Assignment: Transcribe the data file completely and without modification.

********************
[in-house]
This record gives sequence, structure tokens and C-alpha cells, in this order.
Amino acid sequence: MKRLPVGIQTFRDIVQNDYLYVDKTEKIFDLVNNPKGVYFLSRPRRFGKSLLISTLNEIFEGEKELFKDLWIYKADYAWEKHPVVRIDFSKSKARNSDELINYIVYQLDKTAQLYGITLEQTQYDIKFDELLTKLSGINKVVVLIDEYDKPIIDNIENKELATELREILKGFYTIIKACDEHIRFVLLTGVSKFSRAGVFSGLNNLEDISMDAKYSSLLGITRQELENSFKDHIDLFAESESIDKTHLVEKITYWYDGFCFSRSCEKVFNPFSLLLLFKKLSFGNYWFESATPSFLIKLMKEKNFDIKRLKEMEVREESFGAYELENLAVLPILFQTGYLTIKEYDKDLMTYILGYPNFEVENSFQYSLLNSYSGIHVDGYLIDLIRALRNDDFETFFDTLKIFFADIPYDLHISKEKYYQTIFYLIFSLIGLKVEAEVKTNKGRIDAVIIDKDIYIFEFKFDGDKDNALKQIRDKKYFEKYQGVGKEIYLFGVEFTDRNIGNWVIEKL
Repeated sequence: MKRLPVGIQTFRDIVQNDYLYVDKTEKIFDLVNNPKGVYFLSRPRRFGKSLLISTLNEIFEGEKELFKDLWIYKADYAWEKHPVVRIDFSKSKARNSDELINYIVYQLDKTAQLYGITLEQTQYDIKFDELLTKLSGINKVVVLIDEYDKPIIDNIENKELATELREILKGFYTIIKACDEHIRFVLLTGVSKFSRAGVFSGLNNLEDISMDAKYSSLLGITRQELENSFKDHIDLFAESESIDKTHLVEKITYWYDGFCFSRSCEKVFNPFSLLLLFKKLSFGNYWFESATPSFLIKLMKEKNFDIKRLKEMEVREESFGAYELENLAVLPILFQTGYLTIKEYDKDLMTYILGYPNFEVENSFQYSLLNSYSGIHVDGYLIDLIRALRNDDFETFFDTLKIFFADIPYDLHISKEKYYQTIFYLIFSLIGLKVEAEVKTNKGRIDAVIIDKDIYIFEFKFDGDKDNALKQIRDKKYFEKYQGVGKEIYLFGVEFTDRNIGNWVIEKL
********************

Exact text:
[in-house]
This record gives sequence, structure tokens and C-alpha cells, in this order.
Amino acid sequence: MKRLPVGIQTFRDIVQNDYLYVDKTEKIFDLVNNPKGVYFLSRPRRFGKSLLISTLNEIFEGEKELFKDLWIYKADYAWEKHPVVRIDFSKSKARNSDELINYIVYQLDKTAQLYGITLEQTQYDIKFDELLTKLSGINKVVVLIDEYDKPIIDNIENKELATELREILKGFYTIIKACDEHIRFVLLTGVSKFSRAGVFSGLNNLEDISMDAKYSSLLGITRQELENSFKDHIDLFAESESIDKTHLVEKITYWYDGFCFSRSCEKVFNPFSLLLLFKKLSFGNYWFESATPSFLIKLMKEKNFDIKRLKEMEVREESFGAYELENLAVLPILFQTGYLTIKEYDKDLMTYILGYPNFEVENSFQYSLLNSYSGIHVDGYLIDLIRALRNDDFETFFDTLKIFFADIPYDLHISKEKYYQTIFYLIFSLIGLKVEAEVKTNKGRIDAVIIDKDIYIFEFKFDGDKDNALKQIRDKKYFEKYQGVGKEIYLFGVEFTDRNIGNWVIEKL
Repeated sequence: MKRLPVGIQTFRDIVQNDYLYVDKTEKIFDLVNNPKGVYFLSRPRRFGKSLLISTLNEIFEGEKELFKDLWIYKADYAWEKHPVVRIDFSKSKARNSDELINYIVYQLDKTAQLYGITLEQTQYDIKFDELLTKLSGINKVVVLIDEYDKPIIDNIENKELATELREILKGFYTIIKACDEHIRFVLLTGVSKFSRAGVFSGLNNLEDISMDAKYSSLLGITRQELENSFKDHIDLFAESESIDKTHLVEKITYWYDGFCFSRSCEKVFNPFSLLLLFKKLSFGNYWFESATPSFLIKLMKEKNFDIKRLKEMEVREESFGAYELENLAVLPILFQTGYLTIKEYDKDLMTYILGYPNFEVENSFQYSLLNSYSGIHVDGYLIDLIRALRNDDFETFFDTLKIFFADIPYDLHISKEKYYQTIFYLIFSLIGLKVEAEVKTNKGRIDAVIIDKDIYIFEFKFDGDKDNALKQIRDKKYFEKYQGVGKEIYLFGVEFTDRNIGNWVIEKL